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Prepare a Delicious French Onion Soup

This classic French onion soup topped with melted gruyère and parmesan is the epitome of rustic comfort food.


Most people think of French onion soup as “restaurant food” but it actually originated as a simple peasant dish made from onions, stale bread, and water. Modern versions of onion soup are more elevated but it’s still easy to make at home. The key is patience: the onions need to be cooked low and slow so that they sweeten and turn a rich brown color without burning.


In addition to giving the onions the proper time and attention, I use a few little tricks I picked up while working in a French restaurant, like adding a bit of sugar to enhance the sweetness of the onions, stirring a bit of flour into the onions to add body to the broth, and topping the croutons with both Gruyère and Parmigiano-Reggiano.


If you don’t have ovenproof crocks for the soup, don’t worry. You can just top your soup with melty cheese toasts or serve them on the side. And if you want to get a head start, go ahead and make the broth and toasts several days ahead of time. When it’s time to eat, simply top the soup with the toasts and cheese and flash the crocks under the broiler.


WHAT YOU’LL NEED TO MAKE FRENCH ONION SOUP



HOW TO MAKE FRENCH ONION SOUP


To begin, in a large Dutch oven or soup pot, melt the butter over medium heat. Add the oil, onions, salt, pepper, and sugar.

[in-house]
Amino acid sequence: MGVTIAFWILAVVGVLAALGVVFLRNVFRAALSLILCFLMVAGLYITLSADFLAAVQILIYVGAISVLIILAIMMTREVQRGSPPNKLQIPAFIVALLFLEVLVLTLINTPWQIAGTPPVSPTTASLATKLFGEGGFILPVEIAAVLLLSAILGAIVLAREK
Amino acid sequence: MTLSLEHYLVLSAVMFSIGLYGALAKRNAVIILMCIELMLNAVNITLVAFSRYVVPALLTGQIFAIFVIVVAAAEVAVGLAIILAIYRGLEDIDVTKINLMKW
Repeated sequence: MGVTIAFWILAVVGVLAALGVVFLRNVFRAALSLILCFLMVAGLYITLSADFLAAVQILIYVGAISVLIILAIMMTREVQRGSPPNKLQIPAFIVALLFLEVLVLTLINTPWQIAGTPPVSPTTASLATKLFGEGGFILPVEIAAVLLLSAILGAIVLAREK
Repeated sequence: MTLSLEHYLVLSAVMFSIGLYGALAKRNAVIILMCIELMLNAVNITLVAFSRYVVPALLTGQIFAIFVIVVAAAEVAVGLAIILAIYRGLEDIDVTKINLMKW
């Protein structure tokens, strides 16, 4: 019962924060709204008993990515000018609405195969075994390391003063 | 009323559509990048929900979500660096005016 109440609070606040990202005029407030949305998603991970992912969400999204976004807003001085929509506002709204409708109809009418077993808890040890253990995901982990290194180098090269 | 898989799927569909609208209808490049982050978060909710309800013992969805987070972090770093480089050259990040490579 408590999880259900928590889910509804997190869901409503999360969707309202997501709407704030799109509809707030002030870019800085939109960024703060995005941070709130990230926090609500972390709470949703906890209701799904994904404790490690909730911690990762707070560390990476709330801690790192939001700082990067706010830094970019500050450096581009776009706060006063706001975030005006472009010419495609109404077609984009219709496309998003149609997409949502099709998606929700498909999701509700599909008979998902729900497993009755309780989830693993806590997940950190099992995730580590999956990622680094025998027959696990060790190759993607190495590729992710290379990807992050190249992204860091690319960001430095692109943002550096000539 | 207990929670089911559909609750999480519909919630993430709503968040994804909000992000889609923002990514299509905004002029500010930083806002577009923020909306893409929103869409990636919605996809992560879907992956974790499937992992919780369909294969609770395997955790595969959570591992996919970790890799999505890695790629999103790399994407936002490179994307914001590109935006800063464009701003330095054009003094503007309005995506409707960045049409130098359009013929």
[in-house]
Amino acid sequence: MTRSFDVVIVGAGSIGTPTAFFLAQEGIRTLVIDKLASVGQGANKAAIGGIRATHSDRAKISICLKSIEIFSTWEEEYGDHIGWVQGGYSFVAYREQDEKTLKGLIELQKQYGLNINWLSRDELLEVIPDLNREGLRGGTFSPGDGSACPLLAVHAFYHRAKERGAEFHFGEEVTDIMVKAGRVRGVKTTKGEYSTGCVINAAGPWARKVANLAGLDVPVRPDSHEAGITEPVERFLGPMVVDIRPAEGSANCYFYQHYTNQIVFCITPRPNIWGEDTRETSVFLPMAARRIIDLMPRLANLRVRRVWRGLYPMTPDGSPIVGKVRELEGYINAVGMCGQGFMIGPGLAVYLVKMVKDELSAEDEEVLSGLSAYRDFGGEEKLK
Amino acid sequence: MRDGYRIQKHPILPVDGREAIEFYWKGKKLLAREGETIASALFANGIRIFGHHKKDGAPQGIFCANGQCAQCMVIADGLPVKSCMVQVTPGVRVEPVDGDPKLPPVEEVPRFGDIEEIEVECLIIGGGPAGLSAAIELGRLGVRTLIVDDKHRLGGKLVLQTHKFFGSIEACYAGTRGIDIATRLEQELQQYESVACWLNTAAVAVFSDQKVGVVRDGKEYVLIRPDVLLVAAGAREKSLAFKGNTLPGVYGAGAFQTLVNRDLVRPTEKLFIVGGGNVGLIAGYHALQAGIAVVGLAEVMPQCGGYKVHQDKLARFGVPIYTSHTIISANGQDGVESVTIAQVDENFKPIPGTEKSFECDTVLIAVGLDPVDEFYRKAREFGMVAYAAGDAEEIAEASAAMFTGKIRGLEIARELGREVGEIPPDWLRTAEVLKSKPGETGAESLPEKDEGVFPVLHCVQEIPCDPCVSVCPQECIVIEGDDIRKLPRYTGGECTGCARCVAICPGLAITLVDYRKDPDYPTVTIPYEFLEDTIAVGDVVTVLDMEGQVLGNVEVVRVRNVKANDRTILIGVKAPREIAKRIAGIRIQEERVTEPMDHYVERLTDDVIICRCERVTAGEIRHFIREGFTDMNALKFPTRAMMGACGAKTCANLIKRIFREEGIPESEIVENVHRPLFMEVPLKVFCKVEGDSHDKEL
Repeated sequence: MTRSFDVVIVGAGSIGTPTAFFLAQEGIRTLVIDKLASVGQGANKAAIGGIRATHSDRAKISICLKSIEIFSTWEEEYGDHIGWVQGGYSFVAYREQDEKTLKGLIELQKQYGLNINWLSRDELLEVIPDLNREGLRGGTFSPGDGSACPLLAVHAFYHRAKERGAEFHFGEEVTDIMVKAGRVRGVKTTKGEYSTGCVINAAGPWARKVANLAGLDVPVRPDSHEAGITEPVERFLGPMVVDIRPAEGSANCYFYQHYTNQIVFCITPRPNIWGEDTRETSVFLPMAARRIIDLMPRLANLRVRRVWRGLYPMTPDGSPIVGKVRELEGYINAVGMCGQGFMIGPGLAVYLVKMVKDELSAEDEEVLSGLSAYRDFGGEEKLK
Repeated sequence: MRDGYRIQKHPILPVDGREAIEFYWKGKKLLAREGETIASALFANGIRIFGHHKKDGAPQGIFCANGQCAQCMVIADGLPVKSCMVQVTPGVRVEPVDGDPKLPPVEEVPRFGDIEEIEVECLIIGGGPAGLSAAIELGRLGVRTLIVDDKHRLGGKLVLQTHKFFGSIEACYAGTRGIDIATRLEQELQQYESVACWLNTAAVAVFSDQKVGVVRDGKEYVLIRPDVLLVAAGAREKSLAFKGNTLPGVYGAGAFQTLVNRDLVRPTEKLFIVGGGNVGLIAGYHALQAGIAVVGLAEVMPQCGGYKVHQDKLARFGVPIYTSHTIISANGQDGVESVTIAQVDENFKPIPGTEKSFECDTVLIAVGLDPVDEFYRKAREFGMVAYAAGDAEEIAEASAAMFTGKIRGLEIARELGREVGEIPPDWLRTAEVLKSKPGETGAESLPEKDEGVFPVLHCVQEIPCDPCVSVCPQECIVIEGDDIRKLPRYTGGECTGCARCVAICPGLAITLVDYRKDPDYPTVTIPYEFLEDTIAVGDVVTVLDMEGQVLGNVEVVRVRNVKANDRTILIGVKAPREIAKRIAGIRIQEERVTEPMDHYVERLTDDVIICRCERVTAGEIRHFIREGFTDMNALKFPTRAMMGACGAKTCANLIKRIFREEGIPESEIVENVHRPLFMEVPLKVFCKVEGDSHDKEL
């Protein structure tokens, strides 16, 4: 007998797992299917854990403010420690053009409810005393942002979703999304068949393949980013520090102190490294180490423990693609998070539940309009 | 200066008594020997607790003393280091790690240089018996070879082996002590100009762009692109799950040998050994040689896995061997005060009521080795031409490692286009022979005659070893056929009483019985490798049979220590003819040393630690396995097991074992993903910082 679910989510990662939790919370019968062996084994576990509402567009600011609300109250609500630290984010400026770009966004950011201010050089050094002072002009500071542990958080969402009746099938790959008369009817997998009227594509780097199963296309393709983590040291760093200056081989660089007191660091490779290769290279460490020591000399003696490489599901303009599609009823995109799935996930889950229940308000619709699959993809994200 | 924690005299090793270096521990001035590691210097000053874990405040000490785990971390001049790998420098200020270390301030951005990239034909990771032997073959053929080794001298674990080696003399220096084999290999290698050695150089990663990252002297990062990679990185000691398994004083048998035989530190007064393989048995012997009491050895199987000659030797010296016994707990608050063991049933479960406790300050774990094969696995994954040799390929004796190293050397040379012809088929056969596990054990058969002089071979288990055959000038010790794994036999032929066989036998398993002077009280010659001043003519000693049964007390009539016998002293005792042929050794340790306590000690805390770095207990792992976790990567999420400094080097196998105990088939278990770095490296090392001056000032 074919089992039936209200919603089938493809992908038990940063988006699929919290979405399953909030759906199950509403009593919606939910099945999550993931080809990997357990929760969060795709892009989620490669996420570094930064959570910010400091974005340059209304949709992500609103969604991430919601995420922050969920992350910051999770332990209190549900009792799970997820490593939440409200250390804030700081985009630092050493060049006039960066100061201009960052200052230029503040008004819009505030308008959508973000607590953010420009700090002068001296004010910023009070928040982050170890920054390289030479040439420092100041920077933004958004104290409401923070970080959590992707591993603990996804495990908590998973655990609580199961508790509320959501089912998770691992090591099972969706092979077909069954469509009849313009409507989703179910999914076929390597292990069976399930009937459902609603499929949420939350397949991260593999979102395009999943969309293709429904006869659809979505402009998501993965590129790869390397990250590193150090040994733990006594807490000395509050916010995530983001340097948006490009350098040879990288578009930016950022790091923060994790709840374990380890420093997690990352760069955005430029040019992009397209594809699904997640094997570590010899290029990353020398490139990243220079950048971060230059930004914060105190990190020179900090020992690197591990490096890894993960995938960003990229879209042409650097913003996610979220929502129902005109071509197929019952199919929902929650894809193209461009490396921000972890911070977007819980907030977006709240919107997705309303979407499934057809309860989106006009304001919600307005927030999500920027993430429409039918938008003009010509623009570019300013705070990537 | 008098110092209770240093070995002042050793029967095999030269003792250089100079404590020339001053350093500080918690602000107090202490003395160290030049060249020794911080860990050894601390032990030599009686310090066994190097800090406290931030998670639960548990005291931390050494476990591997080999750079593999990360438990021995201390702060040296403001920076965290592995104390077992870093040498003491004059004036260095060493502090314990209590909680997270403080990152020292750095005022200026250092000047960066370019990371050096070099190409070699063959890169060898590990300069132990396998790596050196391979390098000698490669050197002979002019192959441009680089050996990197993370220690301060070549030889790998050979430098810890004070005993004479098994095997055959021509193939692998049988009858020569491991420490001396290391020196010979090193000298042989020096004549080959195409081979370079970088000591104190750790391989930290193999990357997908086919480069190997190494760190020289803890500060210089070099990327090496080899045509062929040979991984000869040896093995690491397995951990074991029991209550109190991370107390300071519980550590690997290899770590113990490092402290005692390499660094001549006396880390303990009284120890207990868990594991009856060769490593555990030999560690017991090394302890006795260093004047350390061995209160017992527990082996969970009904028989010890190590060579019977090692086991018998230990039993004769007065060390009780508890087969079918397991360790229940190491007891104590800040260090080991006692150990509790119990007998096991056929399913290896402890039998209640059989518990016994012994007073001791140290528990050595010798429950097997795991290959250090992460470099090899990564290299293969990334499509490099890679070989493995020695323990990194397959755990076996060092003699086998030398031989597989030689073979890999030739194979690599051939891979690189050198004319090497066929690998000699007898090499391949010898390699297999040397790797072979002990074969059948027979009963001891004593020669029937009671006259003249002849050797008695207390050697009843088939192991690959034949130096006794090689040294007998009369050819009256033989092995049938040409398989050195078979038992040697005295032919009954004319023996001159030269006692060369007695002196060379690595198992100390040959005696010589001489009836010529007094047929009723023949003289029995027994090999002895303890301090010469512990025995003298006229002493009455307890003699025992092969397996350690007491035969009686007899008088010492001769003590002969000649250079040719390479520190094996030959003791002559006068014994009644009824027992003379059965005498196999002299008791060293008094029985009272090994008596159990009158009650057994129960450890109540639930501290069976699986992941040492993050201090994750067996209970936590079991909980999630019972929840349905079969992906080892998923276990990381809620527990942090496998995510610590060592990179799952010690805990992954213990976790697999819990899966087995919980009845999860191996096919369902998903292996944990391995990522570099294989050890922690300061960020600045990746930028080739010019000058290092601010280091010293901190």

Cook, stirring occasionally, until the onions are deep golden brown and caramelized, 45 to 55 minutes.



In the beginning, you will only need to stir the onions only occasionally. As they start to brown midway through cooking, you’ll need to stir them more frequently. Also be sure to scrape the fond (or brown particles) from the bottom of the pan.



Add the wine and raise the heat to high.



Cook, stirring with a wooden spoon to scrape any fond from the bottom of the pan, until almost all of the liquid has evaporated and the onions are jammy, 8 to 10 minutes.



Add the flour.



Cook for about one minute to dissolve the flour.



Add the broth, Worcestershire sauce, thyme, and bay leaves to the pot.



Bring to a boil, reduce the heat to a simmer, and cook, covered, for about 30 minutes. Add the sherry, then taste and adjust seasoning if necessary. If the soup needs a deeper flavor, try a few shakes of Worcestershire sauce. If it’s not quite sweet enough, add 1/4 teaspoon sugar.